A bill related to charitable bail that did not receive final passage during the 2022 legislative session may be given new life in 2023.
The Interim Joint Committee on Judiciary discussed the legislation on Thursday along with the work of charitable bail organizations.
Earlier this year, Rep. John Blanton, R-Salyersville, sponsored House Bill 313, which would have prevented charitable bail organizations from posting more than $5,000 in bail for anyone charged with a crime. It also would have limited the types of charges the organizations can post bail for.
HB 313 advanced off the House floor in March by a 76-19 vote, but it did not receive final passage in the Senate. If Blanton wishes to try to pass the bill again, he will have to refile it in 2023.
On Thursday, Carrie Cole and Shameka Parrish-Wright, both with the national, non-profit charitable bail organization The Bail Project, testified before the committee on what their organization does, how it is funded, why they feel Kentuckians need access to their services and more.
“We pay bail for low income individuals who are legally presumed innocent and whom a judge has deemed eligible for release from jail contingent upon paying bail,” Cole said. “After release, we connect our clients to voluntary social services and community resources as needed.”
Although it is a national organization, Cole said The Bail Project has opened an office in Louisville and serves an additional 28 Kentucky counties. Since 2018, the organization has assisted nearly 4,000 Kentuckians, she said.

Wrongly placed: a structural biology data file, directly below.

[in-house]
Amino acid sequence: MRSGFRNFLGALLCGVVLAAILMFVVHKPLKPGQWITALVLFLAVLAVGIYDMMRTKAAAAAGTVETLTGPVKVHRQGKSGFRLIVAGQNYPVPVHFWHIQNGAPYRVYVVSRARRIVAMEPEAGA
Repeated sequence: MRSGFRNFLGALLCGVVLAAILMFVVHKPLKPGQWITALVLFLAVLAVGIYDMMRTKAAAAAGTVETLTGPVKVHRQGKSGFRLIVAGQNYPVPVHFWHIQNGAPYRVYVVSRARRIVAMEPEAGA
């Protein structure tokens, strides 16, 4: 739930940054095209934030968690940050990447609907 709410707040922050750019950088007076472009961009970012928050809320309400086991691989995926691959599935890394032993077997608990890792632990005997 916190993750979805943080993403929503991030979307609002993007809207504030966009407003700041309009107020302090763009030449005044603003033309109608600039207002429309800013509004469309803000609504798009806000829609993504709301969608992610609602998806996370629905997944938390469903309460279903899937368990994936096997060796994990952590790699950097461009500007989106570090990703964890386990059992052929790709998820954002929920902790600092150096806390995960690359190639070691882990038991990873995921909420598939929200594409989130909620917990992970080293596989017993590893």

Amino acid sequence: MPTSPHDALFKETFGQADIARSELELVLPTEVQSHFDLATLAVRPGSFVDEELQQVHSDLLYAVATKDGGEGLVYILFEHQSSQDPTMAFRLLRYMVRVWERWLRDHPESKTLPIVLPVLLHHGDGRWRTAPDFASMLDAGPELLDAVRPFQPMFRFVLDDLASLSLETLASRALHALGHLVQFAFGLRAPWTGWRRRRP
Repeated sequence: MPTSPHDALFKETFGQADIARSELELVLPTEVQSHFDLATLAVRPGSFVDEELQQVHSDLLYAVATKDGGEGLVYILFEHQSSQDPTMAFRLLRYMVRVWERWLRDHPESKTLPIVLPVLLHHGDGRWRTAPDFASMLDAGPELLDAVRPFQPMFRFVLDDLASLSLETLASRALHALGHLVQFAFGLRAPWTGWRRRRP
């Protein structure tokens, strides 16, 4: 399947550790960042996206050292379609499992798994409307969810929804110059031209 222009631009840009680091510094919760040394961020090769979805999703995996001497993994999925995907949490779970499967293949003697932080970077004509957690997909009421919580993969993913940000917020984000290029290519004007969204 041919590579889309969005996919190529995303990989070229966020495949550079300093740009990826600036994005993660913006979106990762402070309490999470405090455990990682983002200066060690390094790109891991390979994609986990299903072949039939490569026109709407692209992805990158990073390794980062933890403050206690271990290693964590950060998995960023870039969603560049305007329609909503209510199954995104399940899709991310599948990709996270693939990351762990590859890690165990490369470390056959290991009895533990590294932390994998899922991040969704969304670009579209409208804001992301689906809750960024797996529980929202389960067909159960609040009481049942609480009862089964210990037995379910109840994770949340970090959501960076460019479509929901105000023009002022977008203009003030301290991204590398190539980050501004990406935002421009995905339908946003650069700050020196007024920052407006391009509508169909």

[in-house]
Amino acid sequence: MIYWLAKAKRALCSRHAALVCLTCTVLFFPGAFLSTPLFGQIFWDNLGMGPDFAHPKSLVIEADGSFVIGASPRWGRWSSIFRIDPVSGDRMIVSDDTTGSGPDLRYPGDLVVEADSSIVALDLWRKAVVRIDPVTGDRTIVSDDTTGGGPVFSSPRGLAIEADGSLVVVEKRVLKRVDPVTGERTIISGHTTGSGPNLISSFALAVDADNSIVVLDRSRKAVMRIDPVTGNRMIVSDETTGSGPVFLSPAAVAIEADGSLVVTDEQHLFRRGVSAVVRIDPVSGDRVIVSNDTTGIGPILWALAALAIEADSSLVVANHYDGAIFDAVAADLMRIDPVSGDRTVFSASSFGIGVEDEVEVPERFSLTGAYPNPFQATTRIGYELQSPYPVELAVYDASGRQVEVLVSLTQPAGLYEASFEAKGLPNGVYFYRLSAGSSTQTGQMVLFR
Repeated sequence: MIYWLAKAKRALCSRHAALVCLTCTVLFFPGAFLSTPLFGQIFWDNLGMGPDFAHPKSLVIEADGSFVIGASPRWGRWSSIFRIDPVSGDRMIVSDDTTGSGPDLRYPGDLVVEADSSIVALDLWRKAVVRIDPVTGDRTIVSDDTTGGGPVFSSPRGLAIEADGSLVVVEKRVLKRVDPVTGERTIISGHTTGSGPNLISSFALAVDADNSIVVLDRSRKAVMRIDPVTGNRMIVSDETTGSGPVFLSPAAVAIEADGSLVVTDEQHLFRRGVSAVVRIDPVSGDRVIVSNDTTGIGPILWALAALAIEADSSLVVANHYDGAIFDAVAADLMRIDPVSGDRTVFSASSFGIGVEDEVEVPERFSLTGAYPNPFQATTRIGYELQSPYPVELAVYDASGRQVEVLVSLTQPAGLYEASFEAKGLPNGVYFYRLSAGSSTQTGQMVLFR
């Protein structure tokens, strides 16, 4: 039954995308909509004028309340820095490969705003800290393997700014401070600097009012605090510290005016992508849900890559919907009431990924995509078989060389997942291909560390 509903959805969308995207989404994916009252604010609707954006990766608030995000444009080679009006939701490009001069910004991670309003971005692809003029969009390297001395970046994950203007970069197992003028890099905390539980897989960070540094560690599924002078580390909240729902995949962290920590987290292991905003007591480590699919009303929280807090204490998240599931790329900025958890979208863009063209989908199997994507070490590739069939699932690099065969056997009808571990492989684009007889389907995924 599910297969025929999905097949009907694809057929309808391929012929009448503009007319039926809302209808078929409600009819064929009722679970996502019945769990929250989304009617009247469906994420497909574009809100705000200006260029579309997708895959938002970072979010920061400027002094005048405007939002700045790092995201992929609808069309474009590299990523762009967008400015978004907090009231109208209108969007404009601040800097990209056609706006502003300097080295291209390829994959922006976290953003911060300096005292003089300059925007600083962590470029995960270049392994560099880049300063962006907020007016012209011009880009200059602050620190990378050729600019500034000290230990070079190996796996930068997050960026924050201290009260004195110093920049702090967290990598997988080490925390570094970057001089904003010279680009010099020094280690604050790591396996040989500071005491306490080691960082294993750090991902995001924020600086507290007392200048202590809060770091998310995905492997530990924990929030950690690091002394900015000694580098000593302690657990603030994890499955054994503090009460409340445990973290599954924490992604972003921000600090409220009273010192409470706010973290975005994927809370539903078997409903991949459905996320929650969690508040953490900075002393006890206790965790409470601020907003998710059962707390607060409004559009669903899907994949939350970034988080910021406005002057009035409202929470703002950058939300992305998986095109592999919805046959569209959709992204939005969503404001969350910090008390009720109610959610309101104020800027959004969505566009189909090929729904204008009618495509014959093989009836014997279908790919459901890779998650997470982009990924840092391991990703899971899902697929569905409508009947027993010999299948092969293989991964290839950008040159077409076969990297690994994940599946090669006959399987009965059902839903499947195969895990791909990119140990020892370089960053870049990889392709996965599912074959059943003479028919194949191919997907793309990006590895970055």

Blanton said he felt his work with Cole and Parrish-Wright during the legislative session was “amicable” and that the final version of HB 313 approved by the House “accomplished a little bit” of what both he and The Bail Project wanted.
Blanton noted that The Bail Project isn’t the only charitable bail group in Kentucky, and that he and others have concerns about people who commit violent crimes reoffending while out on bail. He said the goal of his bill was to try to protect victims and prevent tragedies.
“Let’s be cautious,” Blanton said. “Let’s not go down this road of getting under the guise of feel good things that make us feel better about ourselves and create a society where we create more crimes, because when you have more crimes, you have more victims.”
Committee co-chair Sen. Whitney Westerfield, R-Crofton, questioned how the organization chooses which people to post bail for.
Cole said when the organization receives a referral, the bail amount, charge and flight risk are among the factors considered before making a decision.
“Our referrals generally focus on people who are stuck in poverty and can’t get out (of jail), and they’re usually lower-level offenses,” Parrish-Wright added.
Rep. McKenzie Cantrell, D-Louisville, suggested that if Blanton’s bill or something similar is proposed again next session, it should focus on the types of charges that charitable bail organizations can post bail for, not the maximum amount.
Rep. Jason Petrie, R-Elkton, said bail acts as a way to ensure a defendant will show up to their court dates. He suggested The Bail Project start posting bail in their name instead of on a client’s behalf.
Cole and Parrish-Wright said their clients are motivated to show up to court because they know that once their bail is returned to the organization the money can be used to help someone else.
The next Interim Joint Committee on Judiciary meeting is currently scheduled for Aug. 18 at 11 a.m.